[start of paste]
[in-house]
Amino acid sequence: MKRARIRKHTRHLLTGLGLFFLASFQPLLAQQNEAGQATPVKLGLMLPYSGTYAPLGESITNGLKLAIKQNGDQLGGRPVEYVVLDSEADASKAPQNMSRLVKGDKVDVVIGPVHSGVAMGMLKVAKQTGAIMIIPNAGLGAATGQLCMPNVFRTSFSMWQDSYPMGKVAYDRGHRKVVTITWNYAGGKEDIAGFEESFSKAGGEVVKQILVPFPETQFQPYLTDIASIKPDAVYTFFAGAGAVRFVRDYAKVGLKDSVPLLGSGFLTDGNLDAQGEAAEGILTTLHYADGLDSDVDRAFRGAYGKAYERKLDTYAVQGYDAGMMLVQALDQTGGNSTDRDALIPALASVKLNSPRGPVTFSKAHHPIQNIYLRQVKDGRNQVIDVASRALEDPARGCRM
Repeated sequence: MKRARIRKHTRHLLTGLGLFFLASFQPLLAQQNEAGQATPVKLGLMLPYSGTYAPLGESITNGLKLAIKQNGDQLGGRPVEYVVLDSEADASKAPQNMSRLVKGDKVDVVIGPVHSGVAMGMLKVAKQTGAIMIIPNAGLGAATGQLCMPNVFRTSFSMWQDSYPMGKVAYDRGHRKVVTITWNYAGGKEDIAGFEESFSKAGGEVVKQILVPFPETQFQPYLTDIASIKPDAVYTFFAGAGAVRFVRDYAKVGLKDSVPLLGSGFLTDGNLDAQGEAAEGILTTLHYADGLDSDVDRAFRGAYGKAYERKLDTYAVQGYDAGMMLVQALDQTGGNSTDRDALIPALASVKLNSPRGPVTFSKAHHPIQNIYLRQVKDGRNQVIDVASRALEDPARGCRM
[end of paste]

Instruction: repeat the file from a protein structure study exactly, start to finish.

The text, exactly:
[in-house]
Amino acid sequence: MKRARIRKHTRHLLTGLGLFFLASFQPLLAQQNEAGQATPVKLGLMLPYSGTYAPLGESITNGLKLAIKQNGDQLGGRPVEYVVLDSEADASKAPQNMSRLVKGDKVDVVIGPVHSGVAMGMLKVAKQTGAIMIIPNAGLGAATGQLCMPNVFRTSFSMWQDSYPMGKVAYDRGHRKVVTITWNYAGGKEDIAGFEESFSKAGGEVVKQILVPFPETQFQPYLTDIASIKPDAVYTFFAGAGAVRFVRDYAKVGLKDSVPLLGSGFLTDGNLDAQGEAAEGILTTLHYADGLDSDVDRAFRGAYGKAYERKLDTYAVQGYDAGMMLVQALDQTGGNSTDRDALIPALASVKLNSPRGPVTFSKAHHPIQNIYLRQVKDGRNQVIDVASRALEDPARGCRM
Repeated sequence: MKRARIRKHTRHLLTGLGLFFLASFQPLLAQQNEAGQATPVKLGLMLPYSGTYAPLGESITNGLKLAIKQNGDQLGGRPVEYVVLDSEADASKAPQNMSRLVKGDKVDVVIGPVHSGVAMGMLKVAKQTGAIMIIPNAGLGAATGQLCMPNVFRTSFSMWQDSYPMGKVAYDRGHRKVVTITWNYAGGKEDIAGFEESFSKAGGEVVKQILVPFPETQFQPYLTDIASIKPDAVYTFFAGAGAVRFVRDYAKVGLKDSVPLLGSGFLTDGNLDAQGEAAEGILTTLHYADGLDSDVDRAFRGAYGKAYERKLDTYAVQGYDAGMMLVQALDQTGGNSTDRDALIPALASVKLNSPRGPVTFSKAHHPIQNIYLRQVKDGRNQVIDVASRALEDPARGCRM